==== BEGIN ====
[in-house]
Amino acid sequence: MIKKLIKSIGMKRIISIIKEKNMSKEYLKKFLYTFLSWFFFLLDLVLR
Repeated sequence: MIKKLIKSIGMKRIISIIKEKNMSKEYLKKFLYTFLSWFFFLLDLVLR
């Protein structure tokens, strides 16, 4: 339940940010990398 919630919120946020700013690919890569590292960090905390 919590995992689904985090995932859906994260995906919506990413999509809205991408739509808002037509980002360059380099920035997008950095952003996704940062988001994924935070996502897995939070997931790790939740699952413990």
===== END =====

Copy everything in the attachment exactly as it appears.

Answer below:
[in-house]
Amino acid sequence: MIKKLIKSIGMKRIISIIKEKNMSKEYLKKFLYTFLSWFFFLLDLVLR
Repeated sequence: MIKKLIKSIGMKRIISIIKEKNMSKEYLKKFLYTFLSWFFFLLDLVLR
């Protein structure tokens, strides 16, 4: 339940940010990398 919630919120946020700013690919890569590292960090905390 919590995992689904985090995932859906994260995906919506990413999509809205991408739509808002037509980002360059380099920035997008950095952003996704940062988001994924935070996502897995939070997931790790939740699952413990």